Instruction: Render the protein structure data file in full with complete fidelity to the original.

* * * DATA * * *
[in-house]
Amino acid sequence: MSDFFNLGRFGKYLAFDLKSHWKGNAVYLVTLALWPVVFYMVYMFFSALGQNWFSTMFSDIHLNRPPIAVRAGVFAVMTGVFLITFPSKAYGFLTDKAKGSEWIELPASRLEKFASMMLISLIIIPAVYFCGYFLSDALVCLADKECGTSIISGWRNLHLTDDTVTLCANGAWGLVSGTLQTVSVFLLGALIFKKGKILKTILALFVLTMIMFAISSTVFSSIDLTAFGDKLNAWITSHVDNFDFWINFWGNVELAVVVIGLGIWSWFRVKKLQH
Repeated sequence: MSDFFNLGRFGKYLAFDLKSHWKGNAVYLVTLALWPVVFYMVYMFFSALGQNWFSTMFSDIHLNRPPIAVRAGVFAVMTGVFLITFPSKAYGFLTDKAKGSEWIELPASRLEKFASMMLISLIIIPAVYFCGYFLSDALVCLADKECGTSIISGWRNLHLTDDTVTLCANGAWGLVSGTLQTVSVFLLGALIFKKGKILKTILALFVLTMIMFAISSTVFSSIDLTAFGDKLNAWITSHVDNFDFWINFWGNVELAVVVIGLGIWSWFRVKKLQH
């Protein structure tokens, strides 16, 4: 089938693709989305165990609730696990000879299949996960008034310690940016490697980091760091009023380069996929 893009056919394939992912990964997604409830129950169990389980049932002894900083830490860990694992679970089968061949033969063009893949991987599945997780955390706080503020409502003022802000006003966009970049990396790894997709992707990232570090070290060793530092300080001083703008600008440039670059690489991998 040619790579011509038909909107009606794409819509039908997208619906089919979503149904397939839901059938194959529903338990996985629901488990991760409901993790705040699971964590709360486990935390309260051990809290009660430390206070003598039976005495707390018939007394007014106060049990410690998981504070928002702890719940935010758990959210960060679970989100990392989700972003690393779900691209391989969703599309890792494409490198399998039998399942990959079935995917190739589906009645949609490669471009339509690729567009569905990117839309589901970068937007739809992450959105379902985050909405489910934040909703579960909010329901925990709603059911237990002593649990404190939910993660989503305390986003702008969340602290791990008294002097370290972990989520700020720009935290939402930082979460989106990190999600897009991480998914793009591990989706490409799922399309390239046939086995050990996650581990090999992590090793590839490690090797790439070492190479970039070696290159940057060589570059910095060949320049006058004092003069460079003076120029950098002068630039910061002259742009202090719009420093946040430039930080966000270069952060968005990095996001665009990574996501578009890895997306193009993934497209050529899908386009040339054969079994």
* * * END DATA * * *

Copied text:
[in-house]
Amino acid sequence: MSDFFNLGRFGKYLAFDLKSHWKGNAVYLVTLALWPVVFYMVYMFFSALGQNWFSTMFSDIHLNRPPIAVRAGVFAVMTGVFLITFPSKAYGFLTDKAKGSEWIELPASRLEKFASMMLISLIIIPAVYFCGYFLSDALVCLADKECGTSIISGWRNLHLTDDTVTLCANGAWGLVSGTLQTVSVFLLGALIFKKGKILKTILALFVLTMIMFAISSTVFSSIDLTAFGDKLNAWITSHVDNFDFWINFWGNVELAVVVIGLGIWSWFRVKKLQH
Repeated sequence: MSDFFNLGRFGKYLAFDLKSHWKGNAVYLVTLALWPVVFYMVYMFFSALGQNWFSTMFSDIHLNRPPIAVRAGVFAVMTGVFLITFPSKAYGFLTDKAKGSEWIELPASRLEKFASMMLISLIIIPAVYFCGYFLSDALVCLADKECGTSIISGWRNLHLTDDTVTLCANGAWGLVSGTLQTVSVFLLGALIFKKGKILKTILALFVLTMIMFAISSTVFSSIDLTAFGDKLNAWITSHVDNFDFWINFWGNVELAVVVIGLGIWSWFRVKKLQH
């Protein structure tokens, strides 16, 4: 089938693709989305165990609730696990000879299949996960008034310690940016490697980091760091009023380069996929 893009056919394939992912990964997604409830129950169990389980049932002894900083830490860990694992679970089968061949033969063009893949991987599945997780955390706080503020409502003022802000006003966009970049990396790894997709992707990232570090070290060793530092300080001083703008600008440039670059690489991998 040619790579011509038909909107009606794409819509039908997208619906089919979503149904397939839901059938194959529903338990996985629901488990991760409901993790705040699971964590709360486990935390309260051990809290009660430390206070003598039976005495707390018939007394007014106060049990410690998981504070928002702890719940935010758990959210960060679970989100990392989700972003690393779900691209391989969703599309890792494409490198399998039998399942990959079935995917190739589906009645949609490669471009339509690729567009569905990117839309589901970068937007739809992450959105379902985050909405489910934040909703579960909010329901925990709603059911237990002593649990404190939910993660989503305390986003702008969340602290791990008294002097370290972990989520700020720009935290939402930082979460989106990190999600897009991480998914793009591990989706490409799922399309390239046939086995050990996650581990090999992590090793590839490690090797790439070492190479970039070696290159940057060589570059910095060949320049006058004092003069460079003076120029950098002068630039910061002259742009202090719009420093946040430039930080966000270069952060968005990095996001665009990574996501578009890895997306193009993934497209050529899908386009040339054969079994």